As highlighted in the 2007-2008 ATIP Annual Report, recruitment and training of new ATIP analysts, combined with the high volume of requests, continue to make meeting compliance a challenge. It is expected that, with more training and mentoring, and with increased retention of the current ATIP staff, compliance rates will increase in future reporting years.


In 2008-2009, CSC received 6,809 Privacy Act requests, a slight decrease from fiscal year

2007-2008. 1,925 requests were carried over from that year totaling 8,734 requests which required processing. A total of 860,107 pages were processed. In addition, the Division processed 179 informal requests for personal information relating to harassment and disciplinary investigation reports, as well as 67 consultations from other government institutions and 2,146 miscellaneous requests for personal information consisting of requests for correctional records for Indian Residential School claims.

The Division completed 5,410 requests during the reporting period, which is 1,334 fewer than those completed in fiscal year 2007-2008. This decrease is attributed to the fact that several of the more experienced ATIP analysts who processed Privacy Act requests in the previous reporting year were promoted to senior ATIP analyst positions primarily responsible for processing Access to Information Act requests. New analysts responsible for processing requests under the Privacy Act required ongoing mentoring and training from their managers. Further challenges were faced as a result of multiple selection processes conducted during the year, which took managers away from their regular responsibilities.

Of the 5,410 requests completed during the reporting period, 1,090 requests were full disclosures, 3,207 were partial disclosures, 39 were withheld in their entirety, 666 were unable to process resulting from no records existing, 396 were abandoned by the applicant and 12 were transferred to other federal government institutions.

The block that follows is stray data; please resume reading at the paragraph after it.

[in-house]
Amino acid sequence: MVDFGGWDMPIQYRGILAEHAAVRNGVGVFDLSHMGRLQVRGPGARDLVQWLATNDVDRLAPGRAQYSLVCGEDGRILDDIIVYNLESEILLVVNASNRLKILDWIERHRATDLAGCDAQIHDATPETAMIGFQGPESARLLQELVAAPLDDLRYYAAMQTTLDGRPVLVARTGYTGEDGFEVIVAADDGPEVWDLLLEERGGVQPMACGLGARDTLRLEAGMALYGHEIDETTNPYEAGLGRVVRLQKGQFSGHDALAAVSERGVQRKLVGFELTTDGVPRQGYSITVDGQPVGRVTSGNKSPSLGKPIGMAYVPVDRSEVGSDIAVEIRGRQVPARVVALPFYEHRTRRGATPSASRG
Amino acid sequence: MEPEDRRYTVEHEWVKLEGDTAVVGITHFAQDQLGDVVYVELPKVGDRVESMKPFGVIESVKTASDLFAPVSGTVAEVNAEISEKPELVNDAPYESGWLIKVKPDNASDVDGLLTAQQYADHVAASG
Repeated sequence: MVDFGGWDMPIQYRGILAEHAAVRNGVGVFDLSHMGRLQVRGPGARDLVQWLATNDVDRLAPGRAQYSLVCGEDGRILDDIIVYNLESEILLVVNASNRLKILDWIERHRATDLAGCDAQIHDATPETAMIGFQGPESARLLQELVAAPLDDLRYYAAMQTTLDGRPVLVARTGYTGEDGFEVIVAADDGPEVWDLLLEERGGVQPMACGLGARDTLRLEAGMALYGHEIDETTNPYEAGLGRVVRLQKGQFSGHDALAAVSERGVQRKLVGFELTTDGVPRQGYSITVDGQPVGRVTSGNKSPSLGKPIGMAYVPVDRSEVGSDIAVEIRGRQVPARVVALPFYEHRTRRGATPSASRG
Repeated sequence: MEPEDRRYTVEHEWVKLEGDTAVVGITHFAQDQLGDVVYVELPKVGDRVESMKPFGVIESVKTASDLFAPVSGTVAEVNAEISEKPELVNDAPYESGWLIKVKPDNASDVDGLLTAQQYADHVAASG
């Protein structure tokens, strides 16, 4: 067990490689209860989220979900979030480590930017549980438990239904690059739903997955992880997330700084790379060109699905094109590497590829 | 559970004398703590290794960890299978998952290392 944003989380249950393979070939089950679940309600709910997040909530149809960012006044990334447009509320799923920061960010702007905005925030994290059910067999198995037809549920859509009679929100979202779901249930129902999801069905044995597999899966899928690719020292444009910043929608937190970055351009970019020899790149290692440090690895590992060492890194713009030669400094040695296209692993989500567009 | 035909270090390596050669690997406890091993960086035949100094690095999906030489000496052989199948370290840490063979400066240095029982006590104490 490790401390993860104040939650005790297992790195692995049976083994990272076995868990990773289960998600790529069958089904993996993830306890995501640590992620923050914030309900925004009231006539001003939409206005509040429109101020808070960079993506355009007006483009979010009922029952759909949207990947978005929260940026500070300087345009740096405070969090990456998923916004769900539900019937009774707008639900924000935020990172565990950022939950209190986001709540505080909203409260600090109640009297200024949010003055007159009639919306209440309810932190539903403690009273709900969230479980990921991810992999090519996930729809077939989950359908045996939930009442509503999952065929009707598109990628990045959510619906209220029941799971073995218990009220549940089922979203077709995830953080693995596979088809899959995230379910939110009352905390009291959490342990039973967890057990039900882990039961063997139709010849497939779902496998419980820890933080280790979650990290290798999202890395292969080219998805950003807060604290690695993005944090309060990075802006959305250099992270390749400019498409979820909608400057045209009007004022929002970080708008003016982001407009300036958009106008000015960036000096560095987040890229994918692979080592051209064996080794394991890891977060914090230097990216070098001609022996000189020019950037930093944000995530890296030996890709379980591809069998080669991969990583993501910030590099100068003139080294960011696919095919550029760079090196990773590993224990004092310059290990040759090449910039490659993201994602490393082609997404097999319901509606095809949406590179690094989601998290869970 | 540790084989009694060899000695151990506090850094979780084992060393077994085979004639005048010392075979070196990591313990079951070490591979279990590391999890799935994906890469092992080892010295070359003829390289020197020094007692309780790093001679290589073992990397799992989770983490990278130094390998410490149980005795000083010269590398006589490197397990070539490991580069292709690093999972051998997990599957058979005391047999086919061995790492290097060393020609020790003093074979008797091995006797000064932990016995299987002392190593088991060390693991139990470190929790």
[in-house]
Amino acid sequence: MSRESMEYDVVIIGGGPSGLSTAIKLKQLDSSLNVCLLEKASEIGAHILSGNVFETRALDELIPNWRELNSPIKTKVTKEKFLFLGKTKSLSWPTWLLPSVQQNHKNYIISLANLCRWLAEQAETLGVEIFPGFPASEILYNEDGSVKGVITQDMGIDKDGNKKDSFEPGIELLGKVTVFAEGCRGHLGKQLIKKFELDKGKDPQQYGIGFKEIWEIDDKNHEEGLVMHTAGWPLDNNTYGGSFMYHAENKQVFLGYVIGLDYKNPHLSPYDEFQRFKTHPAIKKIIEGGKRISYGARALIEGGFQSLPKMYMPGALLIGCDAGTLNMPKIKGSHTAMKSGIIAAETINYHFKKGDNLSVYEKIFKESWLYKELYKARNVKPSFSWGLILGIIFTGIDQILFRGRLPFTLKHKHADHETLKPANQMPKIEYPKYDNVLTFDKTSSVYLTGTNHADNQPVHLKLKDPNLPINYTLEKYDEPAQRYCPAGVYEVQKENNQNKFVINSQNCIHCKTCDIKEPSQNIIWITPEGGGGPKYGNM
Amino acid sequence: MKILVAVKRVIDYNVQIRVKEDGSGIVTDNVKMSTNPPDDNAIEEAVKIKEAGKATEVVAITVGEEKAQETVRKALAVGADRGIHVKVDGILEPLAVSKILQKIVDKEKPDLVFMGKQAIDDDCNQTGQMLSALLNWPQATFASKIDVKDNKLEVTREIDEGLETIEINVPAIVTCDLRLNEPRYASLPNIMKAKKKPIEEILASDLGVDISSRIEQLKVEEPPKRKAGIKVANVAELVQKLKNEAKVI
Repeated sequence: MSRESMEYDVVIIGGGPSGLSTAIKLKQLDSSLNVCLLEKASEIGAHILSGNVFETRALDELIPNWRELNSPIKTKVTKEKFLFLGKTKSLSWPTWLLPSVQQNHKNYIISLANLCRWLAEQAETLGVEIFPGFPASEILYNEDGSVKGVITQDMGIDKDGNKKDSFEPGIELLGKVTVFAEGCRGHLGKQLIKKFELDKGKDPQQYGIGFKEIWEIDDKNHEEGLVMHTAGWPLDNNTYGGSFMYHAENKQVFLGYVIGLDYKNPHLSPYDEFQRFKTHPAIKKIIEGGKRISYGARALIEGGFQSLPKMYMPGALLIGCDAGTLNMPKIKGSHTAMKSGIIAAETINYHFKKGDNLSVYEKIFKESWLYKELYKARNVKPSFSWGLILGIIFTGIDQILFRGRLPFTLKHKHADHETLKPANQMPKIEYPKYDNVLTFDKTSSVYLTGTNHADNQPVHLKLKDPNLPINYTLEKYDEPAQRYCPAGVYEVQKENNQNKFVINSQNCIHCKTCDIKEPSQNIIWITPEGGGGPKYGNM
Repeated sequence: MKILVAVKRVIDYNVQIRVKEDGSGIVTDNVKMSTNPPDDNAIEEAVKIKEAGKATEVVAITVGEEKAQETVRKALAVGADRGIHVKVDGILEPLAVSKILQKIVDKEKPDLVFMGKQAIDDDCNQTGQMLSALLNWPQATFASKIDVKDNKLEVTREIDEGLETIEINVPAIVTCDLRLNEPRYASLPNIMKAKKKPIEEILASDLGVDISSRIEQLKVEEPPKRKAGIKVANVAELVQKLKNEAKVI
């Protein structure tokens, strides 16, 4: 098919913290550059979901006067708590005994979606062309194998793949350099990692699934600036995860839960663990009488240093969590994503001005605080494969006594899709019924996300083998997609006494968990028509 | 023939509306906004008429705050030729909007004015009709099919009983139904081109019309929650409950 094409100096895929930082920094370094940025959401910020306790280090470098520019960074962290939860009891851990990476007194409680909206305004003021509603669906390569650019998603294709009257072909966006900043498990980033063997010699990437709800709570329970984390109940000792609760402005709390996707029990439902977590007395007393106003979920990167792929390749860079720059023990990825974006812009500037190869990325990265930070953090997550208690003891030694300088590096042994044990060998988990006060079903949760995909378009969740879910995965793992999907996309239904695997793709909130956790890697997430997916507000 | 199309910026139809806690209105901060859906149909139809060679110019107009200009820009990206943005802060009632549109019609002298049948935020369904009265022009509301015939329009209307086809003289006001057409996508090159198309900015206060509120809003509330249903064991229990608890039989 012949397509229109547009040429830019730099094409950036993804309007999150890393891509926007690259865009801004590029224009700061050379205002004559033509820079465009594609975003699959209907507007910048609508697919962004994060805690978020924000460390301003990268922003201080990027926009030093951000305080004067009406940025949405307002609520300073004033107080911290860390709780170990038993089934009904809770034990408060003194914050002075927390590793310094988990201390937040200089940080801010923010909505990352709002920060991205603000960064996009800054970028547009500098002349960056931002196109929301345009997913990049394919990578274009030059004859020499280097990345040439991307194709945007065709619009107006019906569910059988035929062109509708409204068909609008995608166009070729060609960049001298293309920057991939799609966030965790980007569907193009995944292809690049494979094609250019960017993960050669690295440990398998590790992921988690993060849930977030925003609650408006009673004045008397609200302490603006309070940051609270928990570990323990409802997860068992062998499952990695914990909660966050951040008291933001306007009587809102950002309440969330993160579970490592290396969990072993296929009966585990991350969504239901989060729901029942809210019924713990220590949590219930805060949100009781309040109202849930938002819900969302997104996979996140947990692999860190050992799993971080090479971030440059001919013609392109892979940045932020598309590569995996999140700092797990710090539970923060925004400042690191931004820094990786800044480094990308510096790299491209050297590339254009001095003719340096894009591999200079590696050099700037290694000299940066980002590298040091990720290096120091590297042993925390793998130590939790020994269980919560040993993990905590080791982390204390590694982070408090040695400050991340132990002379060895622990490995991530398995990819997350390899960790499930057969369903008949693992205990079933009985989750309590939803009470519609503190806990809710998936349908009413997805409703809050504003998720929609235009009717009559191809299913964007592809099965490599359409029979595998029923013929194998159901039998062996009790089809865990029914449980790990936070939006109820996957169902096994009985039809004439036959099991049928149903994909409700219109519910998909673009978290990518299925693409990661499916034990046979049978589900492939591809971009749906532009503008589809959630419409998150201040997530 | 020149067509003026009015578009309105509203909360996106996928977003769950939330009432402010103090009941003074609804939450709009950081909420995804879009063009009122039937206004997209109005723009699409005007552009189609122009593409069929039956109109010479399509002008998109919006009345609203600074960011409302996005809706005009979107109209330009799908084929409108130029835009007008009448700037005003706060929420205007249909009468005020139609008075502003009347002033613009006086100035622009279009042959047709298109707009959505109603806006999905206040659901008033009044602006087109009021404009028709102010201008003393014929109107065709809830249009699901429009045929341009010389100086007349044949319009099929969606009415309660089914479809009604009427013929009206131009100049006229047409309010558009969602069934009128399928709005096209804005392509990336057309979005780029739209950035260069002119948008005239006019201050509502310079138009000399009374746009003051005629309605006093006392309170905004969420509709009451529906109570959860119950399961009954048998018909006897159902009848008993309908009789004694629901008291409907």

A breakdown of the exemptions/exclusions applied during this reporting period is as follows:

Exemption/Exclusion Description Number of times applied
Information obtained in Confidence 757
Federal Provincial Affairs 1
International Affairs and Defence 2
Law Enforcement and Investigation 2078
Individual sentenced for an offence 818
Safety of Individuals 43
Information about another individual 3,011
Solicitor-Client Privilege 22
Cabinet Confidences 1

Method of Access

Where information was available for release, copies were provided in 4,055 cases, examination in 16 of the cases and in 226 cases, examination was requested and copies were subsequently made.


A total of 894 extensions were required for the reasons outlined in the chart below:

Category 2
Interference 706
Consultation 184
Translation 4

Completion Time

During the reporting period, CSC completed 1,656 requests in less than 30 days, 1,306 between 31 and 60 days, 969 requests between 61 to 120 days, and 1,479 were completed in over 121 days.


The Office of the Privacy Commissioner (OPC) notified CSC of 177 complaints with regard to responses to Privacy Act requests that CSC processed. At the end of the reporting period, 79 findings were issued for these complaints: 64 were deemed well-founded; however the vast majority of these were time limit complaints. Five complaints were discontinued, five were deemed not well-founded", three were settled during the course of the investigation and two were resolved during the course of the investigation. The remaining complaints are still under investigation.

In addition, 177 findings were made in relation to complaints carried forward since fiscal year 2003-2004. Sixty of these were deemed not well-founded", 76 were well-founded, 21 were settled during the course of the investigation, 17 were discontinued and three were resolved.

CSC also received 10 complaints in regards to inappropriate use and disclosure of personal information (privacy breaches). Four findings were issued further to OPC investigation, which consisted of two "well-founded" complaints, one "discontinued" and one "settled" during the course of the investigation. The remaining complaints are still under investigation.


During the reporting period, CSC made 115 disclosures of personal information to an investigative body pursuant to 8(2)(e) of the Privacy Act. CSC also disclosed personal information pursuant to section 8(2)(f) [disclosure under an agreement or arrangement between the Government of Canada or an institution thereof and the government of a province]and 8(2)(g) [to a member of Parliament for the purpose of assisting the individual to whom the information relates]. (comment: are there numbers for the 8(2)(e) and 8(2)(f) pieces or are they part of the 115 quoted above?)

CSC disclosed personal information pursuant to 8(2)(m) of the Act [in the public interest or disclosure would clearly benefit the individual to whom the information relates] in 14 cases. These disclosures all related to information contained in investigation reports with regard to incidents involving serious bodily harm or death of an offender and were normally made to family members. In all cases the Office of the Privacy Commissioner was notified prior to the disclosure of the information and had no concerns.